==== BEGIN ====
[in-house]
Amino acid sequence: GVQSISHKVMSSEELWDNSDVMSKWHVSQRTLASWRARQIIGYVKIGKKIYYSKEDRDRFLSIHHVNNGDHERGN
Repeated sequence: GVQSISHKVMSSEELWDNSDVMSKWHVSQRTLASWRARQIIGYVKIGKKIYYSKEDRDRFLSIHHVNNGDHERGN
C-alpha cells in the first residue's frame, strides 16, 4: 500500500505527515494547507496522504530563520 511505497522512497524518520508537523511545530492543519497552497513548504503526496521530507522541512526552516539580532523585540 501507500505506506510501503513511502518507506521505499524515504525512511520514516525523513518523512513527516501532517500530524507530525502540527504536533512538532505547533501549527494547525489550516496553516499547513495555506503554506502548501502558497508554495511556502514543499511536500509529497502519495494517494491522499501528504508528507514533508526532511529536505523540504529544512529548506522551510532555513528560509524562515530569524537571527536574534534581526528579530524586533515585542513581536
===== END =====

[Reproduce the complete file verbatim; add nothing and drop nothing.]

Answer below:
[in-house]
Amino acid sequence: GVQSISHKVMSSEELWDNSDVMSKWHVSQRTLASWRARQIIGYVKIGKKIYYSKEDRDRFLSIHHVNNGDHERGN
Repeated sequence: GVQSISHKVMSSEELWDNSDVMSKWHVSQRTLASWRARQIIGYVKIGKKIYYSKEDRDRFLSIHHVNNGDHERGN
C-alpha cells in the first residue's frame, strides 16, 4: 500500500505527515494547507496522504530563520 511505497522512497524518520508537523511545530492543519497552497513548504503526496521530507522541512526552516539580532523585540 501507500505506506510501503513511502518507506521505499524515504525512511520514516525523513518523512513527516501532517500530524507530525502540527504536533512538532505547533501549527494547525489550516496553516499547513495555506503554506502548501502558497508554495511556502514543499511536500509529497502519495494517494491522499501528504508528507514533508526532511529536505523540504529544512529548506522551510532555513528560509524562515530569524537571527536574534534581526528579530524586533515585542513581536